(ii) for each such project, work together to facilitate the designation of one official to coordinate the agencies’ ESA and NEPA compliance responsibilities. Within the 30-day time period provided by this subsection, the designated official shall also identify regulations and procedures that potentially burden the project and develop a proposed plan, for consideration by the Secretaries, to appropriately suspend, revise, or rescind any regulations or procedures that unduly burden the project beyond the degree necessary to protect the public interest or otherwise comply with the law. For purposes of this memorandum, “burden” means to unnecessarily obstruct, delay, curtail, impede, or otherwise impose significant costs on the permitting, utilization, transmission, delivery, or supply of water resources and infrastructure.
(b) Within 40 days of the date of this memorandum, the Secretary of the Interior and the Secretary of Commerce shall develop a timeline for completing applicable environmental compliance requirements for projects identified under section 2(a)(i) of this memorandum. Environmental compliance requirements shall be completed as expeditiously as possible, and in accordance with applicable law.
(c) To the maximum extent practicable and consistent with applicable law, including the authorities granted to the Secretary of the Interior and the Secretary of Commerce under the Water Infrastructure Improvements for the Nation Act (Public Law 114-322):
(i) The Secretary of the Interior and the Secretary of Commerce shall ensure that the ongoing review of the long-term coordinated operations of the Central Valley Project and the California State Water Project is completed and an updated Plan of Operations and Record of Decision is issued.
(ii) The Secretary of the Interior shall issue final biological assessments for the long-term coordinated operations of the Central Valley Project and the California State Water Project not later than January 31, 2019.
(iii) The Secretary of the Interior and the Secretary of Commerce shall ensure the issuance of their respective final biological opinions for the long-term coordinated operations of the Central Valley Project and the California State Water Project within 135 days of the deadline provided in section 2(c)(ii) of this memorandum. To the extent practicable and consistent with law, these shall be joint opinions.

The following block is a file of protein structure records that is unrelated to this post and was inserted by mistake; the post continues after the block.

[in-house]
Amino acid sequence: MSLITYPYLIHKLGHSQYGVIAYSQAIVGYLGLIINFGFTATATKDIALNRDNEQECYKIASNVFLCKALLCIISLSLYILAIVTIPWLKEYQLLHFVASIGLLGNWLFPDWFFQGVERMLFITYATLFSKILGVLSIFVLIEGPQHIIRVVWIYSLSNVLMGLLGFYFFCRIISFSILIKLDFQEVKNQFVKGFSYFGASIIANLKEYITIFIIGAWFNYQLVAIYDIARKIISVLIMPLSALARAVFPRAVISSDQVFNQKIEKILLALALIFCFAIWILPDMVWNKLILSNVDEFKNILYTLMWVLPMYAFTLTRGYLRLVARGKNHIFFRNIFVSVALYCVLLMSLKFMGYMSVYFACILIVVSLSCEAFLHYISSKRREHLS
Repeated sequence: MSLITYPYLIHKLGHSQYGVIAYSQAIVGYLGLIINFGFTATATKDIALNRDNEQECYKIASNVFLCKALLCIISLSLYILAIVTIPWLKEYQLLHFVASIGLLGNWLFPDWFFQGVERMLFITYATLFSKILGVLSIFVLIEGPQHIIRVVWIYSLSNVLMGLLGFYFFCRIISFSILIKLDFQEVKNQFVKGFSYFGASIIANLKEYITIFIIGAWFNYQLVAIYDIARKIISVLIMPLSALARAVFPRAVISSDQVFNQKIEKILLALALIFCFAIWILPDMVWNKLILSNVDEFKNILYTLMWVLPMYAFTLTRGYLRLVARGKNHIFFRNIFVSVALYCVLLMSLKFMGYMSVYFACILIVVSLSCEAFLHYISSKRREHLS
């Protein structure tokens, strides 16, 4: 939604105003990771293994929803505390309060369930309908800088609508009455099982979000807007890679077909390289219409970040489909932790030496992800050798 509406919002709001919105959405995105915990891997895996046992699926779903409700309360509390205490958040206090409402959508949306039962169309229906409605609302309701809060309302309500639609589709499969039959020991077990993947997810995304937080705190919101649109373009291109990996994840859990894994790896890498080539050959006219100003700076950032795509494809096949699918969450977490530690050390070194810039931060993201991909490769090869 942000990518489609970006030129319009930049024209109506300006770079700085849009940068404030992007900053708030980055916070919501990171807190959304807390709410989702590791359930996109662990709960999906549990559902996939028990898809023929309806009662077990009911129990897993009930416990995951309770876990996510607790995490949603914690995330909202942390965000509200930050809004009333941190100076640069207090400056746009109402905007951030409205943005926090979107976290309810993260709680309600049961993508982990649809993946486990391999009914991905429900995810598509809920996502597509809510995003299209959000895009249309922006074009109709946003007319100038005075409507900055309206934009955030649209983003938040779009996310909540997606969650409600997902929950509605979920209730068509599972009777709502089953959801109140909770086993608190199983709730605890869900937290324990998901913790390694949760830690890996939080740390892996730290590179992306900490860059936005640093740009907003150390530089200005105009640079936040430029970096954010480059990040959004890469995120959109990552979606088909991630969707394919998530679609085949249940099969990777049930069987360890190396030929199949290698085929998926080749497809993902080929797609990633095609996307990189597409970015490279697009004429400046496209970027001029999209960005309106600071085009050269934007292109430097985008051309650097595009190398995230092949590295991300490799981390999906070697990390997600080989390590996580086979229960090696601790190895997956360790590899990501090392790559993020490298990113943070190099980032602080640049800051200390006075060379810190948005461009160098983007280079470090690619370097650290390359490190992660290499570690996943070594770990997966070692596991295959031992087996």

(iv) The Secretary of the Interior and the Secretary of Commerce shall complete the joint consultation presently underway for the Klamath Irrigation Project by August 2019.
(d) The Secretary of the Interior and the Secretary of Commerce shall provide monthly updates to the Chair of the Council on Environmental Quality and other components of the Executive Office of the President, as appropriate, regarding progress in meeting the established timelines.
Sec. 3. Improve Forecasts of Water Availability. To facilitate greater use of forecast-based management and use of authorities and capabilities provided by the Weather Research and Forecasting Innovation Act of 2017 (Public Law 115-25) and other applicable laws, the Secretary of the Interior and the Secretary of Commerce shall convene water experts and resource managers to develop an action plan to improve the information and modeling capabilities related to water availability and water infrastructure projects. The action plan shall be completed by January 2019 and submitted to the Chair of the Council on Environmental Quality.
Sec. 4. Improving Use of Technology to Increase Water Reliability. To the maximum extent practicable, and pursuant to the Reclamation Wastewater and Groundwater Study and Facilities Act (Public Law 102-575, title XVI), the Water Desalination Act of 1996 (Public Law 104-298), and other applicable laws, the Secretary of the Interior shall direct appropriate bureaus to promote the expanded use of technology for improving the accuracy and reliability of water and power deliveries. This promotion of expanded use should include:
(a) investment in technology and reduction of regulatory burdens to enable broader scale deployment of desalination technology;
(b) investment in technology and reduction of regulatory burdens to enable broader scale use of recycled water; and
(c) investment in programs that promote and encourage innovation, research, and development of technology that improve water management, using best available science through real-time monitoring of wildlife and water deliveries.
Sec. 5. Consideration of Locally Developed Plans in Hydroelectric Projects Licensing. To the extent the Secretary of the Interior and the Secretary of Commerce participate in Federal Energy Regulatory Commission licensing activities for hydroelectric projects, and to the extent permitted by law, the Secretaries shall give appropriate consideration to any relevant information available to them in locally developed plans, where consistent with the best available information.
Sec. 6. Streamlining Regulatory Processes and Removing Unnecessary Burdens on the Columbia River Basin Water Infrastructure. In order to address water and hydropower operations challenges in the Columbia River Basin, the Secretary of the Interior, the Secretary of Commerce, the Secretary of Energy, and the Assistant Secretary of the Army for Civil Works under the direction of the Secretary of the Army, shall develop a schedule to complete the Columbia River System Operations Environmental Impact Statement and the associated Biological Opinion due by 2020. The schedule shall be submitted to the Chair of the Council on Environmental Quality within 60 days of the date of this memorandum.
Sec. 7. General Provisions. (a) Nothing in this memorandum shall be construed to impair or otherwise affect:
(i) the authority granted by law to an executive department or agency, or the head thereof; or
(ii) the functions of the Director of the Office of Management and Budget relating to budgetary, administrative, or legislative proposals.
(b) This memorandum shall be implemented consistent with applicable law and subject to the availability of appropriations.
(c) This memorandum is not intended to, and does not, create any right or benefit, substantive or procedural, enforceable at law or in equity by any party against the United States, its departments, agencies, or entities, its officers, employees, or agents, or any other person.
(d) The Secretary of the Interior is hereby authorized and directed to publish this memorandum in the Federal Register.
DONALD J. TRUMP